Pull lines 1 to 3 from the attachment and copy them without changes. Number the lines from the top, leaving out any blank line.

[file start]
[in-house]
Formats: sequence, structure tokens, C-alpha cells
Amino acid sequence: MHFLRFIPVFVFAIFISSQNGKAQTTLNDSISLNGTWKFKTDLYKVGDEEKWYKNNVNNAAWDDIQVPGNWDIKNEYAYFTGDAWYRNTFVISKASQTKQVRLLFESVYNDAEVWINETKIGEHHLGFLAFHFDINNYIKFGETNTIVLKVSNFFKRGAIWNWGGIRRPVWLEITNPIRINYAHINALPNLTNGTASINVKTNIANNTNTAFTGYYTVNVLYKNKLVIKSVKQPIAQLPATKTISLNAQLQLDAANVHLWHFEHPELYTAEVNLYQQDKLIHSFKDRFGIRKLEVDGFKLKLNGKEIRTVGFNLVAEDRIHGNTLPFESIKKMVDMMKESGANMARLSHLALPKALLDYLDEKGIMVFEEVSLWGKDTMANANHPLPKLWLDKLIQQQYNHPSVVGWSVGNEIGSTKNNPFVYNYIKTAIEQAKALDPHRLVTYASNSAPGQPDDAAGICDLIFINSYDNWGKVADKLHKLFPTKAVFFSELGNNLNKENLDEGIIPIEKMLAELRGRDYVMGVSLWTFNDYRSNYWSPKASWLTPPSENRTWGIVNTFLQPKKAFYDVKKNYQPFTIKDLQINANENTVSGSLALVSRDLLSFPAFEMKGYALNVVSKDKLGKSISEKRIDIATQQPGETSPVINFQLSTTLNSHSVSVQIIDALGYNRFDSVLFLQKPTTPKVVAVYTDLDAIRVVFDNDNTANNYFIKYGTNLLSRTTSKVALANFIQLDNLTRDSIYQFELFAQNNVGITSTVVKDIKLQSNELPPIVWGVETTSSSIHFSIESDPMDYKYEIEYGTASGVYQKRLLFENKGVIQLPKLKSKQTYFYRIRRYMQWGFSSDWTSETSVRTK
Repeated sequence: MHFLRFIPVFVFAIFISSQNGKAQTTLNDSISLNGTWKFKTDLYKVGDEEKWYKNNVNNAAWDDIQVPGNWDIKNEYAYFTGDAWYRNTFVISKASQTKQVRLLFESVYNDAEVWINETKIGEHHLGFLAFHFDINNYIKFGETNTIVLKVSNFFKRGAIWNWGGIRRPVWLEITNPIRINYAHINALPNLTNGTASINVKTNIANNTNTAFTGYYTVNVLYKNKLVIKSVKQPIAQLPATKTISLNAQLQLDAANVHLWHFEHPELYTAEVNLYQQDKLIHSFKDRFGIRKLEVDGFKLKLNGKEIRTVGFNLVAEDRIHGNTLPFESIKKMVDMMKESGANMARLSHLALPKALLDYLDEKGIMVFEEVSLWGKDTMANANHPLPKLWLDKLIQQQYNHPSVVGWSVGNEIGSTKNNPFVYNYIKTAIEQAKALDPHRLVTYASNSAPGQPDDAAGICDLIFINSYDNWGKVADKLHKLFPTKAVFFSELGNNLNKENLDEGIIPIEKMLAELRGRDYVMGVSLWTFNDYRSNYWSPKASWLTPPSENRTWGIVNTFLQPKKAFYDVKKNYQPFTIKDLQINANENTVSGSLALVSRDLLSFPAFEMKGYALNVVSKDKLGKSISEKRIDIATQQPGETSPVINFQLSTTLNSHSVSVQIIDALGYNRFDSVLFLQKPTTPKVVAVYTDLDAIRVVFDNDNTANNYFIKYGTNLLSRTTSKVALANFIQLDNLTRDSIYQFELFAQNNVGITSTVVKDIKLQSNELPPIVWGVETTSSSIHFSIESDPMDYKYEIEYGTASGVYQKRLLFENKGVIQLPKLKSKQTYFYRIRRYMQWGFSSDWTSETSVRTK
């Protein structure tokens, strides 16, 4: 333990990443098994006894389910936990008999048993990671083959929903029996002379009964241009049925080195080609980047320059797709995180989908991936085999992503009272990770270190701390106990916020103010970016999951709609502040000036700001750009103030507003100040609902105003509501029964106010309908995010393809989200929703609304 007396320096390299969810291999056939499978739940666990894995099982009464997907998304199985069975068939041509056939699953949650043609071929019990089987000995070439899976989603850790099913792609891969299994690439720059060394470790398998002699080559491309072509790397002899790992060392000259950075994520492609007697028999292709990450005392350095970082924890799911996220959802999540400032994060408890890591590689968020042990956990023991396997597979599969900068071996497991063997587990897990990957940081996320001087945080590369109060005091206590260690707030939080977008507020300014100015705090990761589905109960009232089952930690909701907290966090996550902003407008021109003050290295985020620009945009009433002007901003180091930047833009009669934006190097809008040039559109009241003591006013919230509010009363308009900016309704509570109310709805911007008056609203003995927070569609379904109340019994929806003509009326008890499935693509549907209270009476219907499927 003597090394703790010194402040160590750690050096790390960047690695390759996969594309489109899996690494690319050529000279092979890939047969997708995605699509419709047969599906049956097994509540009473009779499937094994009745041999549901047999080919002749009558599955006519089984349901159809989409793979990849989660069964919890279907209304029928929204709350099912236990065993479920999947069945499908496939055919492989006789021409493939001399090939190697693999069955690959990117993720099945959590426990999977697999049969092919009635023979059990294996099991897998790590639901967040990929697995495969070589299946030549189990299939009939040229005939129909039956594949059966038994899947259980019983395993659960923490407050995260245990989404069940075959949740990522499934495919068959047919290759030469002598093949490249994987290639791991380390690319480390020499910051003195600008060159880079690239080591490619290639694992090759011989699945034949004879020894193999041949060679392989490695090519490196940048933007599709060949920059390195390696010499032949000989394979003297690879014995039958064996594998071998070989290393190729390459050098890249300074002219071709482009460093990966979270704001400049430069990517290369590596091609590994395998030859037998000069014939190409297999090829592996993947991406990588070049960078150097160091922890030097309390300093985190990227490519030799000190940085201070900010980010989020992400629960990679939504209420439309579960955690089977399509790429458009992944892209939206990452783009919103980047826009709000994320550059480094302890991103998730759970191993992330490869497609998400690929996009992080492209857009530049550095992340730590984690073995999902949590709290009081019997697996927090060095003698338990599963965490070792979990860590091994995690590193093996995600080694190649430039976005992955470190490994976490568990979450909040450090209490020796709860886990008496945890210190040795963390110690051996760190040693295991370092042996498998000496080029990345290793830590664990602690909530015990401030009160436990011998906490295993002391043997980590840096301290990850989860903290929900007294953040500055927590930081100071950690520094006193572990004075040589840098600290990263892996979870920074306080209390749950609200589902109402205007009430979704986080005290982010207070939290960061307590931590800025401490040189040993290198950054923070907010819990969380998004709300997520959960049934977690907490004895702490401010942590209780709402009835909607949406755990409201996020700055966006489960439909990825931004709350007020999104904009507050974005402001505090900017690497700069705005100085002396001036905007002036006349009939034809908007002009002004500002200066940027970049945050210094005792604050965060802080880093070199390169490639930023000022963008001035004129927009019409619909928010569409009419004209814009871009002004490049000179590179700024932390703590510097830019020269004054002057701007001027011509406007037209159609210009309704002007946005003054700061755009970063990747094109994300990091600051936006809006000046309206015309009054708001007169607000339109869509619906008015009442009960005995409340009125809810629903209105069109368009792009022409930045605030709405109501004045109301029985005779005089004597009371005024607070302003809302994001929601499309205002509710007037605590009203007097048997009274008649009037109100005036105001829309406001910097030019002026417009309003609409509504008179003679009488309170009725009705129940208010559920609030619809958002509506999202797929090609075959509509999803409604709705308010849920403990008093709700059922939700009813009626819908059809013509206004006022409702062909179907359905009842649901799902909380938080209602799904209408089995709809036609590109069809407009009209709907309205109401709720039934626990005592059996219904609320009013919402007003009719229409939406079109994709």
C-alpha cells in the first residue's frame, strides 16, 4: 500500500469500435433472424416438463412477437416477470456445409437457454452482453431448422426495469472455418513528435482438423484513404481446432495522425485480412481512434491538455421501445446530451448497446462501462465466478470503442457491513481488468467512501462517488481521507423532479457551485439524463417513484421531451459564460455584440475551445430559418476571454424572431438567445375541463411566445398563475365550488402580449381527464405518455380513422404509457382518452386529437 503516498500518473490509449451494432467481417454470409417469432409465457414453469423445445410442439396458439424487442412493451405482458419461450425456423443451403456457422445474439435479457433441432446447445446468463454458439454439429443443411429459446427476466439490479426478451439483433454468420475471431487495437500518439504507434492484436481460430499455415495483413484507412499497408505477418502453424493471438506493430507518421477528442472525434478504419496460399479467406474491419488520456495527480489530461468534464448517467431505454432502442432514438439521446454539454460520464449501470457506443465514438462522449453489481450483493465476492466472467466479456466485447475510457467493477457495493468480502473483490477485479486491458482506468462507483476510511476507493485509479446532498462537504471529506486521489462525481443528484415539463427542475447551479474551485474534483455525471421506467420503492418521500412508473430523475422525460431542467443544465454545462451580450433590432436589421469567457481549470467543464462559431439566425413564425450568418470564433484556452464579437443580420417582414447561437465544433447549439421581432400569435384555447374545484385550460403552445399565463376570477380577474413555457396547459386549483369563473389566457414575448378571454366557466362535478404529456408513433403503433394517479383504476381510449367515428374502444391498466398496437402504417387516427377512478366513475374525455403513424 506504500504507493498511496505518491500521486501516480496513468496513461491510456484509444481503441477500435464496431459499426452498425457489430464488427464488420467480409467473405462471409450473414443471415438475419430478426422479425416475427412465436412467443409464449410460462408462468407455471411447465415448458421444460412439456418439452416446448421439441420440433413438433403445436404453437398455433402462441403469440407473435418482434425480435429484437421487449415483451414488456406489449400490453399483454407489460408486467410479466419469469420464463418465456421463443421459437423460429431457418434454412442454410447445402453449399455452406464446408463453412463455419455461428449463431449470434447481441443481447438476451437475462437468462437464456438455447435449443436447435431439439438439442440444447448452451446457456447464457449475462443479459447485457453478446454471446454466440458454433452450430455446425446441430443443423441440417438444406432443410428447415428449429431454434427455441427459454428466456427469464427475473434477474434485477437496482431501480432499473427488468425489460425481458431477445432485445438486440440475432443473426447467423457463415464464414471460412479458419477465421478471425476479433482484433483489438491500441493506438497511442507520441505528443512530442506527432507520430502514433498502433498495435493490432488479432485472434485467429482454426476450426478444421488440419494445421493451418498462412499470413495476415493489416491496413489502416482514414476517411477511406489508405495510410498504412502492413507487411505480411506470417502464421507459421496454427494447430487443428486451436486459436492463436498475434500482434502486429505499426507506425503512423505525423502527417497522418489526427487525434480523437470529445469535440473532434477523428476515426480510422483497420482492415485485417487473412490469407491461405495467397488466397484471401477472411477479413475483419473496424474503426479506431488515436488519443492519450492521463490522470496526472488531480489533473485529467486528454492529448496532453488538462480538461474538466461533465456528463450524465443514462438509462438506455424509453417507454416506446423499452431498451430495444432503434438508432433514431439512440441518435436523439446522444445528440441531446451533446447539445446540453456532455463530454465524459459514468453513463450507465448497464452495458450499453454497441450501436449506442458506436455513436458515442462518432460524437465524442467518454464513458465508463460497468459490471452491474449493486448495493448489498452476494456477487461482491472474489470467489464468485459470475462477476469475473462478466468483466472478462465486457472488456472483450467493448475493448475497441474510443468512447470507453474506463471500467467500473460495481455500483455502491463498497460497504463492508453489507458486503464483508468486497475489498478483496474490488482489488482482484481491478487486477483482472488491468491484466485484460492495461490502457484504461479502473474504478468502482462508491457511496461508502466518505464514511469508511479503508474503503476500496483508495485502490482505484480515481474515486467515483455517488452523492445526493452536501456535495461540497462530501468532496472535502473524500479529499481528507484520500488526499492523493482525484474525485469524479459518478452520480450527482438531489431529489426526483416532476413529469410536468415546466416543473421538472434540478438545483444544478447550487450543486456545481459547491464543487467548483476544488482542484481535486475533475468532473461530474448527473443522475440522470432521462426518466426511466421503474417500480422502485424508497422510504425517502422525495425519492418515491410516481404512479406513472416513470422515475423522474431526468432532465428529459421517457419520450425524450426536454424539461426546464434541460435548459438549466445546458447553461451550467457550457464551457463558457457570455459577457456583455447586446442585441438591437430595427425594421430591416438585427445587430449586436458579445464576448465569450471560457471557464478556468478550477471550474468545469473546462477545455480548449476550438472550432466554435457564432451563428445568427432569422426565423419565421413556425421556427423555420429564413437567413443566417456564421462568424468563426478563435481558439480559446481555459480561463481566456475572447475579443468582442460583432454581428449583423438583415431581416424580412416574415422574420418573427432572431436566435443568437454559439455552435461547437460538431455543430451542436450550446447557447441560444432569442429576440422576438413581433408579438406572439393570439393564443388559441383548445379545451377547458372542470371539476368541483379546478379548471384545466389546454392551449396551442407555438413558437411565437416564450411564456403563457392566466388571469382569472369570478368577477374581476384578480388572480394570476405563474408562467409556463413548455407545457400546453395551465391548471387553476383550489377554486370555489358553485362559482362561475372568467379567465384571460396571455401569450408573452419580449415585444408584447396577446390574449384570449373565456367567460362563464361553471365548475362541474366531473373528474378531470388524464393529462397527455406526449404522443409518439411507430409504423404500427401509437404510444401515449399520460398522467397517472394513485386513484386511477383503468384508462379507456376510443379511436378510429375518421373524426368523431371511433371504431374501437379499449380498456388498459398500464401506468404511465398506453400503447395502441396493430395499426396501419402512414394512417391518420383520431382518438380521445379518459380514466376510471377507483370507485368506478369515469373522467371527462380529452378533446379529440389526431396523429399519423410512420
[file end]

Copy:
[in-house]
Formats: sequence, structure tokens, C-alpha cells
Amino acid sequence: MHFLRFIPVFVFAIFISSQNGKAQTTLNDSISLNGTWKFKTDLYKVGDEEKWYKNNVNNAAWDDIQVPGNWDIKNEYAYFTGDAWYRNTFVISKASQTKQVRLLFESVYNDAEVWINETKIGEHHLGFLAFHFDINNYIKFGETNTIVLKVSNFFKRGAIWNWGGIRRPVWLEITNPIRINYAHINALPNLTNGTASINVKTNIANNTNTAFTGYYTVNVLYKNKLVIKSVKQPIAQLPATKTISLNAQLQLDAANVHLWHFEHPELYTAEVNLYQQDKLIHSFKDRFGIRKLEVDGFKLKLNGKEIRTVGFNLVAEDRIHGNTLPFESIKKMVDMMKESGANMARLSHLALPKALLDYLDEKGIMVFEEVSLWGKDTMANANHPLPKLWLDKLIQQQYNHPSVVGWSVGNEIGSTKNNPFVYNYIKTAIEQAKALDPHRLVTYASNSAPGQPDDAAGICDLIFINSYDNWGKVADKLHKLFPTKAVFFSELGNNLNKENLDEGIIPIEKMLAELRGRDYVMGVSLWTFNDYRSNYWSPKASWLTPPSENRTWGIVNTFLQPKKAFYDVKKNYQPFTIKDLQINANENTVSGSLALVSRDLLSFPAFEMKGYALNVVSKDKLGKSISEKRIDIATQQPGETSPVINFQLSTTLNSHSVSVQIIDALGYNRFDSVLFLQKPTTPKVVAVYTDLDAIRVVFDNDNTANNYFIKYGTNLLSRTTSKVALANFIQLDNLTRDSIYQFELFAQNNVGITSTVVKDIKLQSNELPPIVWGVETTSSSIHFSIESDPMDYKYEIEYGTASGVYQKRLLFENKGVIQLPKLKSKQTYFYRIRRYMQWGFSSDWTSETSVRTK